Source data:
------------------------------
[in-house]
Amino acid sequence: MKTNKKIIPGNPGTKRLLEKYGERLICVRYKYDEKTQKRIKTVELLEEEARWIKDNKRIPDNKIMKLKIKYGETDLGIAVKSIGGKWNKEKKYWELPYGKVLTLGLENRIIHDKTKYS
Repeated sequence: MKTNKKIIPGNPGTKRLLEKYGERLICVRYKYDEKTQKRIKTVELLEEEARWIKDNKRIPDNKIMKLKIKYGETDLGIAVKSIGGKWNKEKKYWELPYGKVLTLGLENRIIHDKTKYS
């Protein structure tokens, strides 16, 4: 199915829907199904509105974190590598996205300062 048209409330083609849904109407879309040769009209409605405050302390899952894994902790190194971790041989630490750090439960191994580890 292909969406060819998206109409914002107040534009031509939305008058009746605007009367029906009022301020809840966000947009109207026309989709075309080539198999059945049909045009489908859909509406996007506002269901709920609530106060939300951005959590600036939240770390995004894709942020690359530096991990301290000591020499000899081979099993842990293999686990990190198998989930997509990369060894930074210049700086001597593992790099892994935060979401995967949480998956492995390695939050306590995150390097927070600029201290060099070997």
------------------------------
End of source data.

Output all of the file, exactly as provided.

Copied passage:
[in-house]
Amino acid sequence: MKTNKKIIPGNPGTKRLLEKYGERLICVRYKYDEKTQKRIKTVELLEEEARWIKDNKRIPDNKIMKLKIKYGETDLGIAVKSIGGKWNKEKKYWELPYGKVLTLGLENRIIHDKTKYS
Repeated sequence: MKTNKKIIPGNPGTKRLLEKYGERLICVRYKYDEKTQKRIKTVELLEEEARWIKDNKRIPDNKIMKLKIKYGETDLGIAVKSIGGKWNKEKKYWELPYGKVLTLGLENRIIHDKTKYS
């Protein structure tokens, strides 16, 4: 199915829907199904509105974190590598996205300062 048209409330083609849904109407879309040769009209409605405050302390899952894994902790190194971790041989630490750090439960191994580890 292909969406060819998206109409914002107040534009031509939305008058009746605007009367029906009022301020809840966000947009109207026309989709075309080539198999059945049909045009489908859909509406996007506002269901709920609530106060939300951005959590600036939240770390995004894709942020690359530096991990301290000591020499000899081979099993842990293999686990990190198998989930997509990369060894930074210049700086001597593992790099892994935060979401995967949480998956492995390695939050306590995150390097927070600029201290060099070997």